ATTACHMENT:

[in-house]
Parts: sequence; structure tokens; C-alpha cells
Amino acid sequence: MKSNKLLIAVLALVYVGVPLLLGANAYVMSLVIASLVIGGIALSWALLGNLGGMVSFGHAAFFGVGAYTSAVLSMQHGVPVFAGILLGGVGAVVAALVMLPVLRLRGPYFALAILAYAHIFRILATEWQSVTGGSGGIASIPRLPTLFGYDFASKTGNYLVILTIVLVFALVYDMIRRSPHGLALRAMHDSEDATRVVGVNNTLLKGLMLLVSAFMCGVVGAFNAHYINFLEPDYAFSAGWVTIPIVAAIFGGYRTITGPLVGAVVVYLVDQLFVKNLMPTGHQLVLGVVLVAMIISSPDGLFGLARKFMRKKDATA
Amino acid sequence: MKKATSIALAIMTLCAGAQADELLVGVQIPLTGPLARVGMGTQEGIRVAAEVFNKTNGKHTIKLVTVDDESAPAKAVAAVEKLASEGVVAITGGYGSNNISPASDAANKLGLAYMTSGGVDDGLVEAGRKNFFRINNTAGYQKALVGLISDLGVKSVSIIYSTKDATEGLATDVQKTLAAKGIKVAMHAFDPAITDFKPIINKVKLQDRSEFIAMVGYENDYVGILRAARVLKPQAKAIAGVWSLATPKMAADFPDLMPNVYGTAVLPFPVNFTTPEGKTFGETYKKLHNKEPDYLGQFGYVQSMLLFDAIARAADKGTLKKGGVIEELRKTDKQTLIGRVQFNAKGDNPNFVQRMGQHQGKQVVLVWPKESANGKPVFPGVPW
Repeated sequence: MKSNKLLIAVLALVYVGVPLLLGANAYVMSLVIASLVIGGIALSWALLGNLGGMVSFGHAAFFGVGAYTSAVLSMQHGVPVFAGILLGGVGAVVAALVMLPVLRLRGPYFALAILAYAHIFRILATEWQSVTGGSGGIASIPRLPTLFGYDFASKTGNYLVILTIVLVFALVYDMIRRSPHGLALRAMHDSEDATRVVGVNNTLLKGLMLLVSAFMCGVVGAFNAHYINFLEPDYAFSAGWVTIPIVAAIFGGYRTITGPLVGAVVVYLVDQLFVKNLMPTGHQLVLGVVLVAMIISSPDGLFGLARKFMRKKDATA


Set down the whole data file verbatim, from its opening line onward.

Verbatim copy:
[in-house]
Parts: sequence; structure tokens; C-alpha cells
Amino acid sequence: MKSNKLLIAVLALVYVGVPLLLGANAYVMSLVIASLVIGGIALSWALLGNLGGMVSFGHAAFFGVGAYTSAVLSMQHGVPVFAGILLGGVGAVVAALVMLPVLRLRGPYFALAILAYAHIFRILATEWQSVTGGSGGIASIPRLPTLFGYDFASKTGNYLVILTIVLVFALVYDMIRRSPHGLALRAMHDSEDATRVVGVNNTLLKGLMLLVSAFMCGVVGAFNAHYINFLEPDYAFSAGWVTIPIVAAIFGGYRTITGPLVGAVVVYLVDQLFVKNLMPTGHQLVLGVVLVAMIISSPDGLFGLARKFMRKKDATA
Amino acid sequence: MKKATSIALAIMTLCAGAQADELLVGVQIPLTGPLARVGMGTQEGIRVAAEVFNKTNGKHTIKLVTVDDESAPAKAVAAVEKLASEGVVAITGGYGSNNISPASDAANKLGLAYMTSGGVDDGLVEAGRKNFFRINNTAGYQKALVGLISDLGVKSVSIIYSTKDATEGLATDVQKTLAAKGIKVAMHAFDPAITDFKPIINKVKLQDRSEFIAMVGYENDYVGILRAARVLKPQAKAIAGVWSLATPKMAADFPDLMPNVYGTAVLPFPVNFTTPEGKTFGETYKKLHNKEPDYLGQFGYVQSMLLFDAIARAADKGTLKKGGVIEELRKTDKQTLIGRVQFNAKGDNPNFVQRMGQHQGKQVVLVWPKESANGKPVFPGVPW
Repeated sequence: MKSNKLLIAVLALVYVGVPLLLGANAYVMSLVIASLVIGGIALSWALLGNLGGMVSFGHAAFFGVGAYTSAVLSMQHGVPVFAGILLGGVGAVVAALVMLPVLRLRGPYFALAILAYAHIFRILATEWQSVTGGSGGIASIPRLPTLFGYDFASKTGNYLVILTIVLVFALVYDMIRRSPHGLALRAMHDSEDATRVVGVNNTLLKGLMLLVSAFMCGVVGAFNAHYINFLEPDYAFSAGWVTIPIVAAIFGGYRTITGPLVGAVVVYLVDQLFVKNLMPTGHQLVLGVVLVAMIISSPDGLFGLARKFMRKKDATA